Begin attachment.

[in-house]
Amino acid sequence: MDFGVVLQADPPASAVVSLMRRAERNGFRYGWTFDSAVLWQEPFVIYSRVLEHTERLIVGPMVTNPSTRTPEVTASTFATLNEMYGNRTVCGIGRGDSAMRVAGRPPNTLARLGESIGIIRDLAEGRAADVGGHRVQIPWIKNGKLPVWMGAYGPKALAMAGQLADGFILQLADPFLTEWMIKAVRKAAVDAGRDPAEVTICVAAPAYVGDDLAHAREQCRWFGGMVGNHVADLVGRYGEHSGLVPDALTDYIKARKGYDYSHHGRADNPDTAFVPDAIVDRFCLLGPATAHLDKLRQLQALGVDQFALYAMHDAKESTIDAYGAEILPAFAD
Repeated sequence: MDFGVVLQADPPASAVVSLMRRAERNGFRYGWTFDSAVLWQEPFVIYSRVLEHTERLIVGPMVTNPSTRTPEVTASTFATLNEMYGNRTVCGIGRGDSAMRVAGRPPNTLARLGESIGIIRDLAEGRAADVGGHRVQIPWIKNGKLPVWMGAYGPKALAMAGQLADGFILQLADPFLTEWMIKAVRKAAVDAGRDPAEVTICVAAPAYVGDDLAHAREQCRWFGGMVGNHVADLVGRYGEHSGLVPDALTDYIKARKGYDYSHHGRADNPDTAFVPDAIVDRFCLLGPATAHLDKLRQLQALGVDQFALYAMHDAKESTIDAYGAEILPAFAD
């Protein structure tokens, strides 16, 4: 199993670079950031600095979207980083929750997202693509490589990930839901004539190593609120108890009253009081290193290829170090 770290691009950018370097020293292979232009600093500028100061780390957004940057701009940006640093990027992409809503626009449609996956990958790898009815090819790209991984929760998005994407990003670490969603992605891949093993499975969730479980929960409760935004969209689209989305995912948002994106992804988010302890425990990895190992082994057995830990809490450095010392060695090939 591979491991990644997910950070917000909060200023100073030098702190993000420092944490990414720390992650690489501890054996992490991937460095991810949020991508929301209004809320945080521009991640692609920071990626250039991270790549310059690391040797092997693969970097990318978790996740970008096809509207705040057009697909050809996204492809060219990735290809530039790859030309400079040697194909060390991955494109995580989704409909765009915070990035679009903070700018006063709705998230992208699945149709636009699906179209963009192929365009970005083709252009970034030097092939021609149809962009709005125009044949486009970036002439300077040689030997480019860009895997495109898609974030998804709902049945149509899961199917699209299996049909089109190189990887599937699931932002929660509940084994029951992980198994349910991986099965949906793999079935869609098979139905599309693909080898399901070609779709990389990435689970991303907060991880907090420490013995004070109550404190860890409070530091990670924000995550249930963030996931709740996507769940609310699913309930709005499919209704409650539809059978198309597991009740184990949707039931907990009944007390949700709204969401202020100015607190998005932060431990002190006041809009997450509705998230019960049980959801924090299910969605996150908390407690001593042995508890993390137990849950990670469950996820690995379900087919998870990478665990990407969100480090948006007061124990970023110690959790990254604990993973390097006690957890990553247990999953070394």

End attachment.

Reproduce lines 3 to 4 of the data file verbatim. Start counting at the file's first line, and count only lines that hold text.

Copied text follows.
Repeated sequence: MDFGVVLQADPPASAVVSLMRRAERNGFRYGWTFDSAVLWQEPFVIYSRVLEHTERLIVGPMVTNPSTRTPEVTASTFATLNEMYGNRTVCGIGRGDSAMRVAGRPPNTLARLGESIGIIRDLAEGRAADVGGHRVQIPWIKNGKLPVWMGAYGPKALAMAGQLADGFILQLADPFLTEWMIKAVRKAAVDAGRDPAEVTICVAAPAYVGDDLAHAREQCRWFGGMVGNHVADLVGRYGEHSGLVPDALTDYIKARKGYDYSHHGRADNPDTAFVPDAIVDRFCLLGPATAHLDKLRQLQALGVDQFALYAMHDAKESTIDAYGAEILPAFAD
């Protein structure tokens, strides 16, 4: 199993670079950031600095979207980083929750997202693509490589990930839901004539190593609120108890009253009081290193290829170090 770290691009950018370097020293292979232009600093500028100061780390957004940057701009940006640093990027992409809503626009449609996956990958790898009815090819790209991984929760998005994407990003670490969603992605891949093993499975969730479980929960409760935004969209689209989305995912948002994106992804988010302890425990990895190992082994057995830990809490450095010392060695090939 591979491991990644997910950070917000909060200023100073030098702190993000420092944490990414720390992650690489501890054996992490991937460095991810949020991508929301209004809320945080521009991640692609920071990626250039991270790549310059690391040797092997693969970097990318978790996740970008096809509207705040057009697909050809996204492809060219990735290809530039790859030309400079040697194909060390991955494109995580989704409909765009915070990035679009903070700018006063709705998230992208699945149709636009699906179209963009192929365009970005083709252009970034030097092939021609149809962009709005125009044949486009970036002439300077040689030997480019860009895997495109898609974030998804709902049945149509899961199917699209299996049909089109190189990887599937699931932002929660509940084994029951992980198994349910991986099965949906793999079935869609098979139905599309693909080898399901070609779709990389990435689970991303907060991880907090420490013995004070109550404190860890409070530091990670924000995550249930963030996931709740996507769940609310699913309930709005499919209704409650539809059978198309597991009740184990949707039931907990009944007390949700709204969401202020100015607190998005932060431990002190006041809009997450509705998230019960049980959801924090299910969605996150908390407690001593042995508890993390137990849950990670469950996820690995379900087919998870990478665990990407969100480090948006007061124990970023110690959790990254604990993973390097006690957890990553247990999953070394």